Legishon did not actually wanted to live his life paying tribute to the Chinese, and thus attacked Chinese East Africa, likely under the advice of Geležinkelietis. At first his army overran a considerable chunk of land since the Chinese, considering the Maasai to be uncivilised barbarians, were not prepared for such an attack. However eventually the tables started to turn. The Maasai (allegedly with the support of Lithuanian colonists) organised a revolt which deposed the Legishon government while he was away in Chinese East Africa. Abdullah Legishon was defeated and arrested, but the Chinese had to recognise Maasai, ruled by new leaders (who were still ethnic Maasais but much less ambitious than previous leadership) as a completely independent state without the requirement to pay tribute. The Lithuanians asserted even more control over the area. A "Treaty of Friendship" was signed with the new leaders which gave much power to the "leader of the local Lithuanians" as well. Aactually, the treaty had been signed previously, when these leaders needed support in the revolution. Under that treaty, Lithuania also promised to defend the Maasai in case of war. In exchange, Lithuanian people were allowed to settle in Maasai and the state of Lithuania had the right to buy certain amounts of land every year for a fixed price. The exact wording of the treaty, however, is controversial, since the versions written in the Maasai and Lithuanian languages had some differences.
Lithuania would buy the land according to the quotas. Then it was distributed among certain Lithuanians who wanted to settle there for a fee. The majority of the colonists of this area, known in Lithuanian as Masaja, were Slavs, but there were Lithuanians as well. In general, the Lithuanians became the most powerful class in the area, the Slavs were in the middle and the locals usually became badly paid workers on Slavic- or Lithuanian-owned farms or in the cities. Many of Maasai remained nomadic and this was encouraged. A new capital was estabilished on the other side of the state, on the large lake to which the name Lake Smetona was given. It was named Naujasis Vilnius (New Vilnius), and the port city was renamed Naujasis Kaunas.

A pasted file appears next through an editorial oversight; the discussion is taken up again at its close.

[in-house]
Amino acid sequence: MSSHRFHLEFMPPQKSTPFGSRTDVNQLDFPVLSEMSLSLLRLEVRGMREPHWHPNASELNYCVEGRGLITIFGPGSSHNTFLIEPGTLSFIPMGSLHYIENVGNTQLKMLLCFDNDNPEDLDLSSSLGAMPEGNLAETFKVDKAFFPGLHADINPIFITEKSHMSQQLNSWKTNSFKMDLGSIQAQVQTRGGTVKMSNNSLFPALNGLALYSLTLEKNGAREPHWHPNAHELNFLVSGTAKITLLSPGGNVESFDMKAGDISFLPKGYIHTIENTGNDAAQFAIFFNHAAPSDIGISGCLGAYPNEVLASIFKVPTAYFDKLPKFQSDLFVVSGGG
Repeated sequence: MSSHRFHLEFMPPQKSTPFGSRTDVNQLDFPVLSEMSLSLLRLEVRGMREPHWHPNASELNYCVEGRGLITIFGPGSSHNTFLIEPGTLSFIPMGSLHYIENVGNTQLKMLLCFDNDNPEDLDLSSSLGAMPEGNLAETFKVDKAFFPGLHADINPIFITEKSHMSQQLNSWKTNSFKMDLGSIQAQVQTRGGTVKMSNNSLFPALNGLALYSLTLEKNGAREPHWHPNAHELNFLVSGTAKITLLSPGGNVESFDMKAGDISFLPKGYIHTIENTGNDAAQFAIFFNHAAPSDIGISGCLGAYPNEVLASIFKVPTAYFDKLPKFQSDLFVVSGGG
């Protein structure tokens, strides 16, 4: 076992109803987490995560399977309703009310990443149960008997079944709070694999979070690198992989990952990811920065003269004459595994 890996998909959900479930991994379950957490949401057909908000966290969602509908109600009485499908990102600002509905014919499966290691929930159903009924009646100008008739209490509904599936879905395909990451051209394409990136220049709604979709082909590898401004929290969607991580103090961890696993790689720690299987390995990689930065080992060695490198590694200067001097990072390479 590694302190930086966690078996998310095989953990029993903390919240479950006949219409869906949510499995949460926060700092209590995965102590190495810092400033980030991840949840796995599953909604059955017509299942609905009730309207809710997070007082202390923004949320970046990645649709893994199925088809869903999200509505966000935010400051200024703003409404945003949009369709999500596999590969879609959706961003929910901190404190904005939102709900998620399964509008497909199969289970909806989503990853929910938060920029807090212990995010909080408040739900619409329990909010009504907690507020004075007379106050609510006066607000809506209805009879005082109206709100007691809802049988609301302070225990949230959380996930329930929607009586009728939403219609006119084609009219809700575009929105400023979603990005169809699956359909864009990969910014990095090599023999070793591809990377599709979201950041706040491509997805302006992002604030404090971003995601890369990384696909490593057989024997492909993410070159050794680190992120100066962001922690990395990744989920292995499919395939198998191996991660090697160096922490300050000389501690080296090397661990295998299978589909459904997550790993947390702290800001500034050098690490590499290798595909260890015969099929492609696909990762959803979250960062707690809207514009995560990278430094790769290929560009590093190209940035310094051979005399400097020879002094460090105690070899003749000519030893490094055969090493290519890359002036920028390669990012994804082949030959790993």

The number of Lithuanians and Slavs increased and their control became more and more serious, eventually leaving the Maasai leaders only a limited role in ruling the country. In 1934, the area was formally integrated into Lithuania as Naujojo Vilniaus apskritis. This was approved by the "Congress of Maasai" (estabilished after the Treaty of Friendship), in which officially the Maasai and the Lithuanian had equal power, but some Maasai were allegedly bribed to vote the way the Lithuanians wanted or the election was rigged. However, in practice the area remained sui generis with the Maasai still having certain (mostly formal) powers. The term Naujojo Vilniaus apskritis was primarilly used in European Lithuania to encourage colonists to move to the area.
Attempts by the local blacks to revolt were crushed by better armed Lithuanians. Aid from Ethiopia did not come during the most serious attempt to depose the Lithuanians (1934 and later). Lithuania normalized relations with Ethiopia by renouncing its claims to the Užneris area.
In 1936, a famine did great damage to the Maasai. Afterwards some additional failed uprisings followed. General Povilas Plechavičius was installed as the ruler of the area by the leadership of Lithuania.
In 1940, after mainland Lithuania was annexed by Russia (see Thunderstorm War), a Russian invasion of Lithuania's African colony failed due to sabotage of the transport navy, but military actions continued for several months, which did great damage to the area. A peace treaty was signed with the Russians by Plechavičius. In exchange for stopping the attacks the Russians demanded that the African colony become an independent and neutral country. Plechavičius accepted this and the area became the independent country of Pakštuva. In 1942, in the Borderland War this country was conquered by the Chinese and the Ethiopians who, officially in support of local blacks, established the state of Maasai in only the northwestern part of what was the Lithuanian colony (the area inhabited primarily by the Maasai and the Luo). The rest of Pakštuva was incorporated into Chinese East Africa. The Maasai state itself was a puppet state of China until the end of Second Great War. Throughout the war it, however, stayed officially neutral.
Since then, the percentage of people of European ancestry (Lithuanians and Slavs) decreased because of persecutions against them and other reasons. The Maasai state has also been troubled internally and there are calls for the reunification of the whole Maasai.
Islam with certain animist blend.
This page was created by Abdul-aziz.